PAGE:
Mmmmm … strategy for breakfast again?
Welcome to O.D. Fridays at DonorDreams blog. Every Friday for the foreseeable future we will be looking at posts from John Greco’s blog called “johnponders ~ about life at work, mostly” and applying his organizational development messages to the non-profit community.
In a post titled “Making Breakfast,” John talks about how “culture eats strategy for breakfast“. He is referencing the importance of your organizational culture in everything you do. Of course, John says it in a way that only an organizational development professional can:
“The strategy required specific organizational knowledge, competencies, and behaviors to effectively execute and deliver the results as envisioned. And the organization didn’t have those. So with every presentation of the strategy, I was conflicted. Despite being consistently motivated by the possibility, I was increasingly concerned about the capability.”
In 2006, I made what I’ve now come to see as a brave decision when I left the front line and took a job as an internal consultant working for a national non-profit organization. For five years, I woke up every morning (usually in a hotel room somewhere on the road) and learned over and over again that culture eats strategy for breakfast.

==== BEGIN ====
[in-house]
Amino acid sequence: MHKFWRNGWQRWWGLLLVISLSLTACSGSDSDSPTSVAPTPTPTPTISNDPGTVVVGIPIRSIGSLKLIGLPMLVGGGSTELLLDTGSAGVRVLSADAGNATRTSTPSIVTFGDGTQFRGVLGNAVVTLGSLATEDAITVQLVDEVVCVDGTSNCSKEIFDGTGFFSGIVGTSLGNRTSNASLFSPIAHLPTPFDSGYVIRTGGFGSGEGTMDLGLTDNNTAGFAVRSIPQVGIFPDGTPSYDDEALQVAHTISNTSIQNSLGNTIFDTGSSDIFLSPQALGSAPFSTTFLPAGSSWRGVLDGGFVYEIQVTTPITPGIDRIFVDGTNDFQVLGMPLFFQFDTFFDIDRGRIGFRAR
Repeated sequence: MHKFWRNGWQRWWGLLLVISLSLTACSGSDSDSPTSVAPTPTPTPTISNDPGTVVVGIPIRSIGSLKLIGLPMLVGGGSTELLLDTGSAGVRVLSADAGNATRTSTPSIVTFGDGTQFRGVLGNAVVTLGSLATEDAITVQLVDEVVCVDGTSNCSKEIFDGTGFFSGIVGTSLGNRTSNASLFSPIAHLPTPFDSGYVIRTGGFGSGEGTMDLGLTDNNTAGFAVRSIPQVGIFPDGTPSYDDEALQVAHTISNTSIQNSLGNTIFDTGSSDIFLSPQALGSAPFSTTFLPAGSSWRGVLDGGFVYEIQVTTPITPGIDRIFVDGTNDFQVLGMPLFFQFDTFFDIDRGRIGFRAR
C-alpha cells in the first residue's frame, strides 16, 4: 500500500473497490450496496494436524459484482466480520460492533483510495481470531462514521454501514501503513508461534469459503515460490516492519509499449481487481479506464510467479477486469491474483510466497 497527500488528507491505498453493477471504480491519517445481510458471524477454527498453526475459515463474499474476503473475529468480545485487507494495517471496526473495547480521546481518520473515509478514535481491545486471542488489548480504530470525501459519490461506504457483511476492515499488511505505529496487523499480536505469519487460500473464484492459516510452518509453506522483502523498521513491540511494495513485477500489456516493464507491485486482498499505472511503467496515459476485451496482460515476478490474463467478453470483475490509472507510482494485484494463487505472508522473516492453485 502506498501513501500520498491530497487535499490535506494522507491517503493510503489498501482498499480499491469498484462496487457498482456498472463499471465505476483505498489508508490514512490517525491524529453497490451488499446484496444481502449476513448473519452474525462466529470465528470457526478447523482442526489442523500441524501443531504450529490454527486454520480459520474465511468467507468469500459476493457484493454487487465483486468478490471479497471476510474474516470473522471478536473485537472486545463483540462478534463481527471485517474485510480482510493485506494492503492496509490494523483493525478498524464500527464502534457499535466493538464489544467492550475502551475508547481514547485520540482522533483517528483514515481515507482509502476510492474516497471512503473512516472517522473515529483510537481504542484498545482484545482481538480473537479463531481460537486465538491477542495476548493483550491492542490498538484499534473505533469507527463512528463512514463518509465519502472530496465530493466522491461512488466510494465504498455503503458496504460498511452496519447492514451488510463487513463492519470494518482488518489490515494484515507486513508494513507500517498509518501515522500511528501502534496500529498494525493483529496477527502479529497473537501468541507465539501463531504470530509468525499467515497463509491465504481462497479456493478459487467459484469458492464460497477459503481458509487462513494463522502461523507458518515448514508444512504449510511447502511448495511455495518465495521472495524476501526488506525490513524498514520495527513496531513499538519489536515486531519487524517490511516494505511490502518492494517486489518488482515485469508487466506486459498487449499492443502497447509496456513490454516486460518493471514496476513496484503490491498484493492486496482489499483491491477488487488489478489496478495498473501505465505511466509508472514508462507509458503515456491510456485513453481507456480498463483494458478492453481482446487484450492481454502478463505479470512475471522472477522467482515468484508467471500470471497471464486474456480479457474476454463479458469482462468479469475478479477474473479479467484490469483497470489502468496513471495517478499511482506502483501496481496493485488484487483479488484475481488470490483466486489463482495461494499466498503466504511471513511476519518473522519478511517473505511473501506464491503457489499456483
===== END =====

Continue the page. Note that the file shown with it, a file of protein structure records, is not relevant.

To broadly and simply define my job . . . I was “Strategy Man”. My employer armed me with a 110 page manual focused on how to plan, organize, develop, implement and evaluate an annual campaign pledge drive. In addition to that manual, I was provided tons of tools, templates and samples that filled my consultants toolbox.
Some of you might be thinking “Easy, peasy, lemon squeezy.” But you would be way off target. Why? Because culture eats strategy for breakfast!
So, picture this . . .
I walk into an organization’s boardroom and sit down with a group of agency staff and volunteer board members. I pull out my PowerPoint presentation and lots of other shiny objects. Nothing up my sleeve … right? This fundraising thing is easy. Making an in-person, face-to-face fundraising solicitation is as easy as following these simple 12-steps.